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    Bloat In Ruminants

    a field full of red clover
    Did you know that some pasture plants can cause bloat? Photo by Lester Hine on Unsplash
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    Veterinary Review Initiative
    The information in this resource was reviewed for accuracy and clarity by a qualified Doctor of Veterinary Medicine with farmed animal care experience in September 2022 as part of the creation of Basic Sheep And Goat Care Part 2. While the course focuses on sheep and goats, the following information also applies to cows.  Read about our Veterinary Review Initiative here! 

    Ruminant Digestion
    In order to understand bloat, it’s helpful to have a basic understanding of ruminant digestion. If you haven’t already, we recommend checking out our overview here.

    In ruminants, a significant amount of gas is produced during the digestive process and is naturally released through eructation (belching). Bloat occurs if this gas is not able to be released for some reason. The build-up of gas causes the rumen to expand, which will displace and put pressure on internal organs and can make it difficult for the individual to breathe. Bloat should be considered a health emergency and must be addressed immediately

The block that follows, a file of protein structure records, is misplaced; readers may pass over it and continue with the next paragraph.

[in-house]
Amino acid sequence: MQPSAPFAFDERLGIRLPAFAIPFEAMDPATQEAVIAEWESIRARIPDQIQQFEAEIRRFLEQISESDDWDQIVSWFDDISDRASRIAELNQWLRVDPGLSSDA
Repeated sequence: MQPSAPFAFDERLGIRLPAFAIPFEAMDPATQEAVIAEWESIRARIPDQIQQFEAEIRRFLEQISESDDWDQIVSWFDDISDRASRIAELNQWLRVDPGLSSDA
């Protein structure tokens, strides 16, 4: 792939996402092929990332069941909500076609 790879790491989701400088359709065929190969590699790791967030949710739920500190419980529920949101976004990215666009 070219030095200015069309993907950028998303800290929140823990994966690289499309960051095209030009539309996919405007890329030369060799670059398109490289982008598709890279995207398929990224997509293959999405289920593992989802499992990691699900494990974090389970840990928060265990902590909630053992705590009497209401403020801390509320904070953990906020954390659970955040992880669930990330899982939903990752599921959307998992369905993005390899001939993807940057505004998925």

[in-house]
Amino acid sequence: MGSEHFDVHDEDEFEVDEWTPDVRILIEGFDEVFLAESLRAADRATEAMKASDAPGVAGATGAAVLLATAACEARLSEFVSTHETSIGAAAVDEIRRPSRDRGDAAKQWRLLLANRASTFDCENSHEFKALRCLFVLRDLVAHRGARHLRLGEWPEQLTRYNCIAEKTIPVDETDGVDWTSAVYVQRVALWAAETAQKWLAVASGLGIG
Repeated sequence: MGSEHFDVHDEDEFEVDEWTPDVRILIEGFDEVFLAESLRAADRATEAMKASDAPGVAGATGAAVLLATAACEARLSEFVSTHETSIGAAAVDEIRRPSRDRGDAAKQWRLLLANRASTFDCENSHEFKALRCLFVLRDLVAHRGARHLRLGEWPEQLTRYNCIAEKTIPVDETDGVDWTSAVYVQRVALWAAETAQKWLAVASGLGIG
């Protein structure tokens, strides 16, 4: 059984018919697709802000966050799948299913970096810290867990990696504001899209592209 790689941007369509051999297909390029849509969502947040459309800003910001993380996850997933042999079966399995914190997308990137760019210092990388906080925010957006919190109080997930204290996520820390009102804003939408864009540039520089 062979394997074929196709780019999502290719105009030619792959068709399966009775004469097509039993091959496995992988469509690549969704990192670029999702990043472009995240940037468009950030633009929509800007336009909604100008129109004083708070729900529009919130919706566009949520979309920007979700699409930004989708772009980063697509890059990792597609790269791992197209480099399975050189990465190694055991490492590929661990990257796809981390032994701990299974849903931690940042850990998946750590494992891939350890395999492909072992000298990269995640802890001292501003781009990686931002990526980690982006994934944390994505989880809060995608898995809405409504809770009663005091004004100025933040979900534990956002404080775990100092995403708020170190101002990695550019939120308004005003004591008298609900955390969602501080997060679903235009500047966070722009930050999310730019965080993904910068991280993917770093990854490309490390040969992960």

There are two types of bloat that can affect mature ruminants – frothy bloat (or primary ruminal tympany) and free-gas bloat (or secondary ruminal tympany). A third type of bloat, abomasal bloat, can affect young ruminants and is not covered in this resource. Though frothy bloat and free-gas bloat have different causes and require different responses, their signs are very similar. The most obvious sign of bloat is distention of the left side of the abdomen, though the individual’s entire abdomen may be enlarged. In some cases, the rumen may be so distended that their left side bulges above the level of the spine, creating a hump. The left side of their abdomen will feel tight and, when tapped, may produce a sound like a kettle drum. Bloated individuals often develop labored breathing and may be observed grunting, open-mouth breathing with their tongue out, and extending their neck. You may also see them biting or kicking at their abdomen. Frequent urination and signs of discomfort and distress are commonly seen, and as the condition progresses, individuals may become recumbent.